Sunday, October 26, 2008
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Sports columnist Aaron McFarling: Air sucked out of 'Beamer Ball'

TALLAHASSEE, Fla. -- Suspend it. Don't use it anymore. Don't be like ESPN, or the regional TV announcers, or the casual sports fans who know only one thing about Virginia Tech football.

You've watched the games. You know better than they do.

The phrase "Beamer Ball" needs to go away. Not forever, mind you. But for now, it needs to go the way of Nebraska's "black shirts," put on hiatus until it's earned, set aside until the Hokies can fix what's wrong on special teams.

Beamer Ball is an anachronism. The defense is still a threat to score any time it's on the field. But these days, the kicking game is just as likely to hurt this team as it is to help it. The Hokies have now lost three games this season, and special teams have been a major contributor to their demise in all of them.

When you strip away the carnage of Saturday, move beyond the fallen quarterbacks and the stalled second-half attack, Tech's 30-20 loss at Florida State turned on one play midway through the third quarter.

The Hokies led 13-10 at that point. Other than their starting quarterback getting hurt on the first play of the game, everything was going the way they wanted it. The offense, under the direction of backup quarterback Sean Glennon, was moving the ball better. And the defense had just done a magnificent job again, forcing a fourth-and-19 situation in Florida State territory.

Right there. That's where fortunes shifted.

And how it happened illustrated why Beamer Ball is no more.

Tech coach Frank Beamer called for a punt block. We could debate for ages whether that's the right call in that spot, given the inherent risk and the result we all witnessed, but at least it was an aggressive call. And Beamer has made a living identifying the perfect places to go after a punt and then watching his team demoralize the opponent by executing the block.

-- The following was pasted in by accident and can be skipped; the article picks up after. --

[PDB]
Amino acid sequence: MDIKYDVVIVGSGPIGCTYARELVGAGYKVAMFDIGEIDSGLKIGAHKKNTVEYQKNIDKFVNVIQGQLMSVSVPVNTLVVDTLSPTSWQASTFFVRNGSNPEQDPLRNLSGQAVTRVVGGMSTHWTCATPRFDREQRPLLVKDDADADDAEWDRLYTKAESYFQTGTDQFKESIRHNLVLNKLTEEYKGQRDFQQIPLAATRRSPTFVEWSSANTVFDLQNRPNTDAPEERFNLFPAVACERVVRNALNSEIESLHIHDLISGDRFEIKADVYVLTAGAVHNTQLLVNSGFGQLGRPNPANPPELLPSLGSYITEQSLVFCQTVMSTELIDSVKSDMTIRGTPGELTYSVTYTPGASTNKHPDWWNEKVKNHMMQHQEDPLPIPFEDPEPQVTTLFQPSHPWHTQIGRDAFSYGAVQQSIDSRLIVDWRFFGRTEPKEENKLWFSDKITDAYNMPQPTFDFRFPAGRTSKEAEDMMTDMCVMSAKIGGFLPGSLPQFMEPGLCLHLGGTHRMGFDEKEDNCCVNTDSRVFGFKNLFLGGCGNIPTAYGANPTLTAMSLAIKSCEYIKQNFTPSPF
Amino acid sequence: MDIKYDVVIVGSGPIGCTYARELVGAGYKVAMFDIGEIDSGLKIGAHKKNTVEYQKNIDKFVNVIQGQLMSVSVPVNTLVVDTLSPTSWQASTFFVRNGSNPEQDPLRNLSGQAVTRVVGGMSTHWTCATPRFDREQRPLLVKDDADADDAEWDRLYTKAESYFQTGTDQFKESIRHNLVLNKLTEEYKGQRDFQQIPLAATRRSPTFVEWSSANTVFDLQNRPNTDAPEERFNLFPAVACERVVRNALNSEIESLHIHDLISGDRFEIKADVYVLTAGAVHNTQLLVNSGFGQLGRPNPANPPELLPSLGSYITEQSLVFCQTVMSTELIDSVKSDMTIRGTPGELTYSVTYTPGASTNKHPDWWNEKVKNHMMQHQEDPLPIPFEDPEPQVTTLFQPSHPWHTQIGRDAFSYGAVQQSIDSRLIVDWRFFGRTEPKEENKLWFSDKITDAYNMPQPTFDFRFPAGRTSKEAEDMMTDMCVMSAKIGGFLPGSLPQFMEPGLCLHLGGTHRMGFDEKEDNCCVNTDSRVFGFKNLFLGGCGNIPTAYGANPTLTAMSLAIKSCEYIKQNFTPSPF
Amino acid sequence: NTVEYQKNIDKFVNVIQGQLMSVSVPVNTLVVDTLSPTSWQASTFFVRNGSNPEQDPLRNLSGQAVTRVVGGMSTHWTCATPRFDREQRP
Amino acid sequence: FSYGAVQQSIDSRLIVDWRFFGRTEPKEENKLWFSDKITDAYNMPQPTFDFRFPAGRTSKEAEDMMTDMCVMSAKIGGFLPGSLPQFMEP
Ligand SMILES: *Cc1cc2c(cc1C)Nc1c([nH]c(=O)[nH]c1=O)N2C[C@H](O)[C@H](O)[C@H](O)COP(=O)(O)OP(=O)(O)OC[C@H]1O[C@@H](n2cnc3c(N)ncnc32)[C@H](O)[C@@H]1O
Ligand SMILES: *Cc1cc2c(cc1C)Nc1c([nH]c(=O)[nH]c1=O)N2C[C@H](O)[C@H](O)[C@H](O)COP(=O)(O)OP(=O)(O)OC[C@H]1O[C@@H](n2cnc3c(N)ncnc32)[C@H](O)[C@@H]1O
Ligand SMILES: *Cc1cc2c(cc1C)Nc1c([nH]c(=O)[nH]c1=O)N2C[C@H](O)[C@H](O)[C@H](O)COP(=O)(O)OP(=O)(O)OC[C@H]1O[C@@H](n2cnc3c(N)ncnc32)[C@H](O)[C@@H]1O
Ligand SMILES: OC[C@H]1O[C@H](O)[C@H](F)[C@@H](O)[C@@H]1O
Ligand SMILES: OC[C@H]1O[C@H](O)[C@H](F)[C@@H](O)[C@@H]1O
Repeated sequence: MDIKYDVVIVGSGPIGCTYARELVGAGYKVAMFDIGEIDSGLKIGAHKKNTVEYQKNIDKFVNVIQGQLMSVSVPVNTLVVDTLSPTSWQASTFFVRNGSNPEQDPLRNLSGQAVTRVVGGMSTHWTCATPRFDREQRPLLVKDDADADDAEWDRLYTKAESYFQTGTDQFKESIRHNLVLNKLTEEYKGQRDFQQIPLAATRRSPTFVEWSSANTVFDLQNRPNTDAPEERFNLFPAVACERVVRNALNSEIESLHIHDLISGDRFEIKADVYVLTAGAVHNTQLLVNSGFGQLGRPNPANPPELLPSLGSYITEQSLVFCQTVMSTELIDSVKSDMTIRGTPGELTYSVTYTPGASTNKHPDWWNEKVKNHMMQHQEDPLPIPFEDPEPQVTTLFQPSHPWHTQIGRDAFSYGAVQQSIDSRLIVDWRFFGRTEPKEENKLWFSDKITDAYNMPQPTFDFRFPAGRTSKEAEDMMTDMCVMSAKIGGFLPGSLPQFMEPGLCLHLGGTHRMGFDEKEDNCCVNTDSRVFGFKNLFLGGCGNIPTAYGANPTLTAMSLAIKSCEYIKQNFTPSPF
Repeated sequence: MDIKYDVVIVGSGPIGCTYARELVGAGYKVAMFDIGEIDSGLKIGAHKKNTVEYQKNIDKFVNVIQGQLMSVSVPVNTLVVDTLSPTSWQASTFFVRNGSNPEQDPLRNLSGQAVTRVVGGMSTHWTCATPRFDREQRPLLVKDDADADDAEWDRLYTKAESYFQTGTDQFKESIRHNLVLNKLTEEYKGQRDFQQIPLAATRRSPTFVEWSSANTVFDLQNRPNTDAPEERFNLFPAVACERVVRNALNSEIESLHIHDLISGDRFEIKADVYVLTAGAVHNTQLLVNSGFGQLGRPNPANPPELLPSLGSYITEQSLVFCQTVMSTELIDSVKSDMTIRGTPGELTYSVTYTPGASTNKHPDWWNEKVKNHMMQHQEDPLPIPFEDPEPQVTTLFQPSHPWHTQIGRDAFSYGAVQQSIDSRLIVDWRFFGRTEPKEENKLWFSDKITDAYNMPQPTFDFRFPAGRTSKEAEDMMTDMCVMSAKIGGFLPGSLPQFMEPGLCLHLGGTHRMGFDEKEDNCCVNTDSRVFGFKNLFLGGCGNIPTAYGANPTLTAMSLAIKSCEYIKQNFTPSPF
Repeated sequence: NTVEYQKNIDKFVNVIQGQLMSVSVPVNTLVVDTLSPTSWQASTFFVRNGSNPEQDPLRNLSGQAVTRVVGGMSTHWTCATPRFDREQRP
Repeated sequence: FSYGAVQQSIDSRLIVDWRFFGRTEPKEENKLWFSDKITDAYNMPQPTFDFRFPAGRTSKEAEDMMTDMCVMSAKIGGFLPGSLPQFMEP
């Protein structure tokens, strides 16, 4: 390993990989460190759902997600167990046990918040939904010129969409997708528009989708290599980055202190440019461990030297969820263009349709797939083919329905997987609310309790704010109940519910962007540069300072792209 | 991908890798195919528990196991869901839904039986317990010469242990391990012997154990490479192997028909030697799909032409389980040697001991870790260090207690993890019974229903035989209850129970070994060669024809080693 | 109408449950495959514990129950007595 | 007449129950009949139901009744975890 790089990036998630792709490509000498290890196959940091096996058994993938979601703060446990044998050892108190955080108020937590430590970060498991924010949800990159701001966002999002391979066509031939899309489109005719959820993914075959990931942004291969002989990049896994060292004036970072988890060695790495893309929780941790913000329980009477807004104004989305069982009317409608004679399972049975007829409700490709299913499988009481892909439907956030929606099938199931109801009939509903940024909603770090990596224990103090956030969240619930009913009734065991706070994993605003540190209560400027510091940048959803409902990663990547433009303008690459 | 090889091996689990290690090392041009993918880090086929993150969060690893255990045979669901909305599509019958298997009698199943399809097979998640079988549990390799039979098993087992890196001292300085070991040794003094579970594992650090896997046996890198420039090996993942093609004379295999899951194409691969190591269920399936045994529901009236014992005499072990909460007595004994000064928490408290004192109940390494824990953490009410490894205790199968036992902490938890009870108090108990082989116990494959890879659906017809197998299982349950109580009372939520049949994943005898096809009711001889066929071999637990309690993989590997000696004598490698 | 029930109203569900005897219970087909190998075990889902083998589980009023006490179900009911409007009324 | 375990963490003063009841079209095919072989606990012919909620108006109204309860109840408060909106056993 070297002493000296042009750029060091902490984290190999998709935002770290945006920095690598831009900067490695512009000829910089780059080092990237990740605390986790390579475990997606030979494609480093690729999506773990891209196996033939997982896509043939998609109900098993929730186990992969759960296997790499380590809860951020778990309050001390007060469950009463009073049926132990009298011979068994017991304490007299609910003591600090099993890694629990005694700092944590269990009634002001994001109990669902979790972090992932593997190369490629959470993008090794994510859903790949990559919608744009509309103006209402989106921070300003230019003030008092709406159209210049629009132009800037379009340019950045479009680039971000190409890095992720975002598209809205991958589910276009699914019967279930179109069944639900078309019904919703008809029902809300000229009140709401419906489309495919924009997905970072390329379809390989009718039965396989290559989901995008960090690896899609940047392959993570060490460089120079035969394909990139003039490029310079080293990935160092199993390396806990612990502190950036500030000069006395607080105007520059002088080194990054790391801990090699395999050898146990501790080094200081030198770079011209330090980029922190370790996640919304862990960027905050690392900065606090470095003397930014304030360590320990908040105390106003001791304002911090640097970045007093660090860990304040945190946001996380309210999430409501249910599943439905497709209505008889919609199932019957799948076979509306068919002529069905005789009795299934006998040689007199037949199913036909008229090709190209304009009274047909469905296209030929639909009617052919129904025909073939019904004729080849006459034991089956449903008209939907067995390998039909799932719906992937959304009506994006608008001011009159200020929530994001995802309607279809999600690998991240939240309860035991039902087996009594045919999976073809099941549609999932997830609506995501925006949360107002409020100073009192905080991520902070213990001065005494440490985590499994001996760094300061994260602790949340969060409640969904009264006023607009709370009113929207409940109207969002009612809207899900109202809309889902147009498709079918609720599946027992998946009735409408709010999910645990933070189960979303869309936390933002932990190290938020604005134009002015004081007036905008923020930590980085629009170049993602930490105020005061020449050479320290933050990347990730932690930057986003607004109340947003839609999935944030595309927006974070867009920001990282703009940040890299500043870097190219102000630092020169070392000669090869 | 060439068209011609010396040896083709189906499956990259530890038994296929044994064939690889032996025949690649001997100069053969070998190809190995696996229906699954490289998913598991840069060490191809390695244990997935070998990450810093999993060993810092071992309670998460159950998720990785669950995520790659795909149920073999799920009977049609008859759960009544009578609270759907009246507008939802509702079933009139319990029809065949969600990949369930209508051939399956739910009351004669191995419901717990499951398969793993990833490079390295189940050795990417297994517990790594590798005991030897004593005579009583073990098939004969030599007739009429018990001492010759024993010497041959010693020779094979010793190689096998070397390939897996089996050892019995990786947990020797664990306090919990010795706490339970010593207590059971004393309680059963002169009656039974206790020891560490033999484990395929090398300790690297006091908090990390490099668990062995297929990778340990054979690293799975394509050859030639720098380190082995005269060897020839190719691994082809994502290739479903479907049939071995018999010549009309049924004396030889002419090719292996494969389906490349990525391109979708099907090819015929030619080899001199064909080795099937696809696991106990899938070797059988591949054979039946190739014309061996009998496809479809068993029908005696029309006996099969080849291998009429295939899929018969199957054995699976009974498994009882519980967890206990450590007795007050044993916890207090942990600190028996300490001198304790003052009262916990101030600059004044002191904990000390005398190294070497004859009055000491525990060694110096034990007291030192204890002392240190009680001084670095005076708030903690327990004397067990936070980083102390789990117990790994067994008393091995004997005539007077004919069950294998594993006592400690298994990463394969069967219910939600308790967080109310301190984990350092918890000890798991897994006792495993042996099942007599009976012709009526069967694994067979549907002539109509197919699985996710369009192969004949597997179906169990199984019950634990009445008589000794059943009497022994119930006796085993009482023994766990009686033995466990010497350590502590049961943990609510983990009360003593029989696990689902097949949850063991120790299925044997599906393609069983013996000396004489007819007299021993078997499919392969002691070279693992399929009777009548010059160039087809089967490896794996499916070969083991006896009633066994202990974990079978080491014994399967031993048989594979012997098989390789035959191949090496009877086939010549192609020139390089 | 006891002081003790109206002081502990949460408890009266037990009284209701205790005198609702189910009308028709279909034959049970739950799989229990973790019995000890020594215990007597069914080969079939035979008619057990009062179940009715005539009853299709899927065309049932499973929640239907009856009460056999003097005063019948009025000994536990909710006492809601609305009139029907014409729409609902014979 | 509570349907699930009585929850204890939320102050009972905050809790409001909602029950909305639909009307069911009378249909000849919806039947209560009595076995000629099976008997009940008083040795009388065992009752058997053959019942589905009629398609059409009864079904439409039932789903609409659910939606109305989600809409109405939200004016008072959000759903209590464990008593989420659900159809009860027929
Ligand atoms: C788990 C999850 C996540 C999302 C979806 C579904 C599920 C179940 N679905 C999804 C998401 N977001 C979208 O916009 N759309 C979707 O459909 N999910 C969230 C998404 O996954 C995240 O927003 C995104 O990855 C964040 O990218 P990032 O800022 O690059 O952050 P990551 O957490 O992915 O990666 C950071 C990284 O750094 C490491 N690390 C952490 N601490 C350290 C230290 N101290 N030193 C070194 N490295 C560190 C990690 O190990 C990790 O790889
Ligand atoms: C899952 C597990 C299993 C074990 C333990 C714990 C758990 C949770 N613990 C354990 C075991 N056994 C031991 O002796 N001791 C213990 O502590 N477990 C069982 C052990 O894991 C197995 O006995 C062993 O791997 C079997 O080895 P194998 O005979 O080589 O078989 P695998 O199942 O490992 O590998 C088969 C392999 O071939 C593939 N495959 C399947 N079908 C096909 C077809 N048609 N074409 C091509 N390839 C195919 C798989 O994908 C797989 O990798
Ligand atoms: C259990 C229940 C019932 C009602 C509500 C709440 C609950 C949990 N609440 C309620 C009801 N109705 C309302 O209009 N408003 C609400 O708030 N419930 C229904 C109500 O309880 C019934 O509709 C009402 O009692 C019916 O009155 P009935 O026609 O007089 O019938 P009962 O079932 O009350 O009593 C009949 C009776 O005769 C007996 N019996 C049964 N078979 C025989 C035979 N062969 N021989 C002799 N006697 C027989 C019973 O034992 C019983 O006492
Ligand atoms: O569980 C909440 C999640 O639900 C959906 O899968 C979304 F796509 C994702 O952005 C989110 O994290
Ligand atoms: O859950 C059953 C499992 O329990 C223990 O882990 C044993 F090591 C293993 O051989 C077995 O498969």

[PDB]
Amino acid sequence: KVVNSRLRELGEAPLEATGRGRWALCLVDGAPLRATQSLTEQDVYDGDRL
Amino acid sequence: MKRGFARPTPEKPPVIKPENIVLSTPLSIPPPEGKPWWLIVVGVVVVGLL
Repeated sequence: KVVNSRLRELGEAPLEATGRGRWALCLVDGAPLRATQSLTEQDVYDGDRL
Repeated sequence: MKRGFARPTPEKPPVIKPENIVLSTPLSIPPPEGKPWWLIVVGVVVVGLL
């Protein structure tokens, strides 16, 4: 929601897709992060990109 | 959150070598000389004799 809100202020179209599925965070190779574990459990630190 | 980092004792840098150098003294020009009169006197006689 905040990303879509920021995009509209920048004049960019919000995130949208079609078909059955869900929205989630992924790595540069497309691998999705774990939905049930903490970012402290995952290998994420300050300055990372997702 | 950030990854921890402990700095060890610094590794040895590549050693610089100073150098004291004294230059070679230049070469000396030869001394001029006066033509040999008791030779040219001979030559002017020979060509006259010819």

He thought this was one of those spots. The way Beamer figured it, Cody Grimm -- who is lined up on top of the guard -- would have a good chance to get to FSU punter Graham Gano. The Seminoles would kick out Tech's outside man, freshman Eddie Whitley, allowing Grimm to slide through the middle and change everything.

"If we get it, we probably win the ballgame," Beamer said. "And I thought we could block it."

But instead of kicking out Whitley, the Seminoles blocked down on Grimm. That left Whitley free on the outside. The freshman's angle was too wide, his momentum too powerful, and he made contact with Gano.

A flag flew.

"I knew what it was right when they threw it," Whitley said, shaking his head.

Roughing the punter. Fifteen yards.

And most importantly, an automatic first down.

The Seminoles drove the rest of the way down the field, scored the go-ahead touchdown and never trailed again.

"It still gets down to execution," Beamer said. "It's one of those plays it turned out bad. If it had turned out good, I think it would have won the football game for us."

And that's what's scary. We know they've had execution issues on offense. But since when could the Hokies not execute on special teams?

For a while now, actually. The Hokies lost the opener against East Carolina because of a blocked punt. They gave up a punt return for a touchdown last week in the loss to Boston College, their second of the year. And on top of the penalty, the Hokies experienced another special-teams gaffe Saturday when return man Dyrell Roberts fumbled on the final play of the third quarter.

To Whitley's credit, he took full responsibility for the penalty. He said he'd been taught to bend directly behind the protection, creating an angle that virtually assures there would be no contact.

"I've just got to keep working on my technique," Whitley said. "That's all I can do. Coach coaches this every week, and when it was my time to go I didn't execute like I should. Next time it happens, I'll know."

Whitley has a bright future at defensive back. But like anybody at Tech, he takes his role on special teams seriously and is disappointed that the units have contributed to all three defeats.

"Exactly," he said. "Especially when I'm on one of the special teams that potentially made us lose the game. That's tough on me. Me making that play would have changed that whole game around."

He'll get it next time, Whitley said. And here's hoping he does.

But until he does -- and other special teams players do, too -- the Hokies are just another team.

And "Beamer Ball" is just another outdated phrase with no real meaning.

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